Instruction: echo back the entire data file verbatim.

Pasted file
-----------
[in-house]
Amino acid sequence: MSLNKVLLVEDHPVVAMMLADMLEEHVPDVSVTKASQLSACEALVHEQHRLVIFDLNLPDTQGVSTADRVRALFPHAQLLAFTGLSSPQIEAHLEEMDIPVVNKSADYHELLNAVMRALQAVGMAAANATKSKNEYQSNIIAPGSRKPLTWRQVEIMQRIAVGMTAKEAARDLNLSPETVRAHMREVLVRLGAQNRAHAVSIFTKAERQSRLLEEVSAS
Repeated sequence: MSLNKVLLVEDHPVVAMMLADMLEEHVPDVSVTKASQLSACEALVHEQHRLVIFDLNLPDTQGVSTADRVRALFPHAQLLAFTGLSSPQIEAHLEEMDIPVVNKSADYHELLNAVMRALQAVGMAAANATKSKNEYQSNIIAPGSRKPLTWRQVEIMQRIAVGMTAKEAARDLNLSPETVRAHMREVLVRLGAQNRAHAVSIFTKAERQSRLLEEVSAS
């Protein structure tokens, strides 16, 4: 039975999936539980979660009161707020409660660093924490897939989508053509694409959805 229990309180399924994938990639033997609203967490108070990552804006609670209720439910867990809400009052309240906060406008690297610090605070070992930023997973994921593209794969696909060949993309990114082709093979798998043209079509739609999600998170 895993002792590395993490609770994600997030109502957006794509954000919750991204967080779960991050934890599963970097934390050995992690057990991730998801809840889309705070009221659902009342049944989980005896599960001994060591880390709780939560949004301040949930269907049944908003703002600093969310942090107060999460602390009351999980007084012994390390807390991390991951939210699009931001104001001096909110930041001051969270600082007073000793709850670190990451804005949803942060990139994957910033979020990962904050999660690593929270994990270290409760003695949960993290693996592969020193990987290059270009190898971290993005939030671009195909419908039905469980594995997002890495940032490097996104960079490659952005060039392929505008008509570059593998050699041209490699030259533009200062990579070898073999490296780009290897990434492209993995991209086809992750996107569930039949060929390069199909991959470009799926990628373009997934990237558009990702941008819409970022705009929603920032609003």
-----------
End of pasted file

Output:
[in-house]
Amino acid sequence: MSLNKVLLVEDHPVVAMMLADMLEEHVPDVSVTKASQLSACEALVHEQHRLVIFDLNLPDTQGVSTADRVRALFPHAQLLAFTGLSSPQIEAHLEEMDIPVVNKSADYHELLNAVMRALQAVGMAAANATKSKNEYQSNIIAPGSRKPLTWRQVEIMQRIAVGMTAKEAARDLNLSPETVRAHMREVLVRLGAQNRAHAVSIFTKAERQSRLLEEVSAS
Repeated sequence: MSLNKVLLVEDHPVVAMMLADMLEEHVPDVSVTKASQLSACEALVHEQHRLVIFDLNLPDTQGVSTADRVRALFPHAQLLAFTGLSSPQIEAHLEEMDIPVVNKSADYHELLNAVMRALQAVGMAAANATKSKNEYQSNIIAPGSRKPLTWRQVEIMQRIAVGMTAKEAARDLNLSPETVRAHMREVLVRLGAQNRAHAVSIFTKAERQSRLLEEVSAS
């Protein structure tokens, strides 16, 4: 039975999936539980979660009161707020409660660093924490897939989508053509694409959805 229990309180399924994938990639033997609203967490108070990552804006609670209720439910867990809400009052309240906060406008690297610090605070070992930023997973994921593209794969696909060949993309990114082709093979798998043209079509739609999600998170 895993002792590395993490609770994600997030109502957006794509954000919750991204967080779960991050934890599963970097934390050995992690057990991730998801809840889309705070009221659902009342049944989980005896599960001994060591880390709780939560949004301040949930269907049944908003703002600093969310942090107060999460602390009351999980007084012994390390807390991390991951939210699009931001104001001096909110930041001051969270600082007073000793709850670190990451804005949803942060990139994957910033979020990962904050999660690593929270994990270290409760003695949960993290693996592969020193990987290059270009190898971290993005939030671009195909419908039905469980594995997002890495940032490097996104960079490659952005060039392929505008008509570059593998050699041209490699030259533009200062990579070898073999490296780009290897990434492209993995991209086809992750996107569930039949060929390069199909991959470009799926990628373009997934990237558009990702941008819409970022705009929603920032609003």